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Breakfast of Champions by Kurt Vonnegut

Breakfast of Champions (original 1973; edition 1973)

by Kurt Vonnegut

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12,370114201 (4)192
Title:Breakfast of Champions
Authors:Kurt Vonnegut
Info:Cape, Jonathan (1973), Edition: First Edition, Hardcover, 304 pages
Collections:Your library

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Breakfast of Champions by Kurt Vonnegut (1973)


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Kilgore Trout is a widely published, but unknown writer who is invited to deliver a keynote address at a local arts festival in distant Midland City. Dwayne Hoover is a wealthy businessman who owns much of Midland City. Unfortunately Dwayne is mentally unstable and is undergoing a gradual mental collapse. Kilgore arrives in Midland City and, by happenstance, piques the interest of Dwayne. A confused Dwayne demands a message from Kilgore, who hands over a copy of his novel. Dwayne reads the novel, which purports to be a message from the Creator of the Universe explaining that the reader - in this case Dwayne - is the only individual in the universe with free will. Everyone else is a robot. Dwayne believes the novel to be factual and immediately goes on a violent rampage, severely beating his son, his lover, and nine other people before being taken into custody.

Kilgore has published dozens of novels and scores of short stories, but remains entirely unknown. His fiction has generally been used as filler material to pad the length of pornographic books and magazines. Strangely, Kilgore receives an unlikely invitation to speak at the Midland City arts festival. Kilgore decides to speak at the festival to represent unknown, failed and desperate writers. He intends to deliver a stinging rebuke full of bitter commentary to what he imagines will be a crowd of effete patrons of the arts. Using the funds advanced to him by the festival organizer, Kilgore sets out on a long trek to the Mid-West. Kilgore hitchhikes across the country to save money. He tries to sleep in an adult film theater to avoid renting a hotel room, but he is evicted in the early morning hours when the theater closes. Kilgore is then robbed and beat up and ends up spending the night in police custody. Nearly completely destitute, he continues his westward voyage.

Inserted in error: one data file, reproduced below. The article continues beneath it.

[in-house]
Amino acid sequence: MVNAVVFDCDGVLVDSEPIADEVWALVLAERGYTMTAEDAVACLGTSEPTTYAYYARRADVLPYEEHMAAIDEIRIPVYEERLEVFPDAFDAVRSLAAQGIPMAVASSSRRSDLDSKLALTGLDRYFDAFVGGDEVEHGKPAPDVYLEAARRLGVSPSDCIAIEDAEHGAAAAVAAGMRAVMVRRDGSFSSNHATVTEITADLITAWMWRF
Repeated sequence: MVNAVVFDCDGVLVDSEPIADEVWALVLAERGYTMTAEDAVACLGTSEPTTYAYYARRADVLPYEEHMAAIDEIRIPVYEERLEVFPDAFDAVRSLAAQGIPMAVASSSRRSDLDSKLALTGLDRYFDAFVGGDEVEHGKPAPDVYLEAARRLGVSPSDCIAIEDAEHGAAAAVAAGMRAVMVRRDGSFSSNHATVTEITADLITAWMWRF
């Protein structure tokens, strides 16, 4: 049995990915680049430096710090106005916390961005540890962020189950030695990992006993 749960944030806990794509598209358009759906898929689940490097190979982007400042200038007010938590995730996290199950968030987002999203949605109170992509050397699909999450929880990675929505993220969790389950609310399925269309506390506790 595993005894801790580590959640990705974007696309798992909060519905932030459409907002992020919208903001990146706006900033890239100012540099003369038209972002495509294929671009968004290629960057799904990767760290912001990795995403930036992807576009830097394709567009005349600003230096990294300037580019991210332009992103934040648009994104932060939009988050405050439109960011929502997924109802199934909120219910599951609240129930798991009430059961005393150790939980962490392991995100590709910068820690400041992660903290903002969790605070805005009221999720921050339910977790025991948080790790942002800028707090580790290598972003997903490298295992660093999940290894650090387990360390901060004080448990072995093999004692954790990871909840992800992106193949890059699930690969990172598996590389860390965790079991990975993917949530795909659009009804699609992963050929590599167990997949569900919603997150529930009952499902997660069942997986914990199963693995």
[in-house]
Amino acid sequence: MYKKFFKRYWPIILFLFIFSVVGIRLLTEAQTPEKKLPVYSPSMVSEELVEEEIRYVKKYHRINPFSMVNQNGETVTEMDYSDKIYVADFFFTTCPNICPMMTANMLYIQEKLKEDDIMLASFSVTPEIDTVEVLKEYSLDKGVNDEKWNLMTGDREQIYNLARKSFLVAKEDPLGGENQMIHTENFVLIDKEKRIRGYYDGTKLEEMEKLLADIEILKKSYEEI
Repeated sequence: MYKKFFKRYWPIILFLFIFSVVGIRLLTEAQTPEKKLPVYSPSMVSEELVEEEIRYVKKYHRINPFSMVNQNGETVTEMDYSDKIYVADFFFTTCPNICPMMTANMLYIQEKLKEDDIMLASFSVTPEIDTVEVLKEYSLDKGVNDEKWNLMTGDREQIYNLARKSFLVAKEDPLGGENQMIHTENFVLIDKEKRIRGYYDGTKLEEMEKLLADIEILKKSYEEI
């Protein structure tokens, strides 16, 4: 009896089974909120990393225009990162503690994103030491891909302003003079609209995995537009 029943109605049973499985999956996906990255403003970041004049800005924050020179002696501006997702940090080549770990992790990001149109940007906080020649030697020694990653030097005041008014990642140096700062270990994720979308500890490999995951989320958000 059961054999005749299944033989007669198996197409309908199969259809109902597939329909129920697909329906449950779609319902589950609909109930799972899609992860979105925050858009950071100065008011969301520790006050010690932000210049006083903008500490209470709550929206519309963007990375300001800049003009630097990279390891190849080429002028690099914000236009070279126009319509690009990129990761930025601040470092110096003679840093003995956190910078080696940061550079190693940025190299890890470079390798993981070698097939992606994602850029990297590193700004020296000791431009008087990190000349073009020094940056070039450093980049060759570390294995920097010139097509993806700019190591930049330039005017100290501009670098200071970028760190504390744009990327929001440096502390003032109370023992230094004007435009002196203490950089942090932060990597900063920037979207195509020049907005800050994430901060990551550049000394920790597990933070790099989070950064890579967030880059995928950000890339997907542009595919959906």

Meanwhile Dwayne Hoover, an affluent citizen of Midland City, suffers the final stages of a mental breakdown. Dwayne's adult son has disappointed him and his wife's suicide has left him a widower. He runs an automobile dealership, owns an interest in most Midland City businesses and carries on a discreet monogamous affair with his secretary. But he also continues to go gradually insane due to a chemical imbalance, even as other Midland City residents approach him for various forms of financial assistance. Dwayne moves through Midland City and observes or recalls many trivial details about his earlier life.

After a long trip full of trivial details, Kilgore eventually reaches Midland City and enters a hotel lounge where he reviews some arts festival registration materials. By strange coincidence, nearly every other character presented in the novel is simultaneously either inside the same hotel lounge or at least nearby. Dwayne sits in the same lounge, mesmerized by Kilgore's shirt, which glows under the lounge's fluorescent lights. Dwayne suddenly lurches to his feet and demands a message from Kilgore. Kilgore furnishes a copy of one of his novels and Dwayne eagerly and quickly reads the book. Dwayne interprets the book to mean that he, Dwayne, is the only thinking, free-willed being in the universe. Everyone else is simply a robot programmed for Dwayne's amusement. He immediately sets out on a violent rampage, severely beating his son, his lover, and nine other characters. ( )
  bostonwendym | Aug 26, 2016 |
I hated this book. It made no sense. I have no idea what it was about. It is a literary Seinfeld. ( )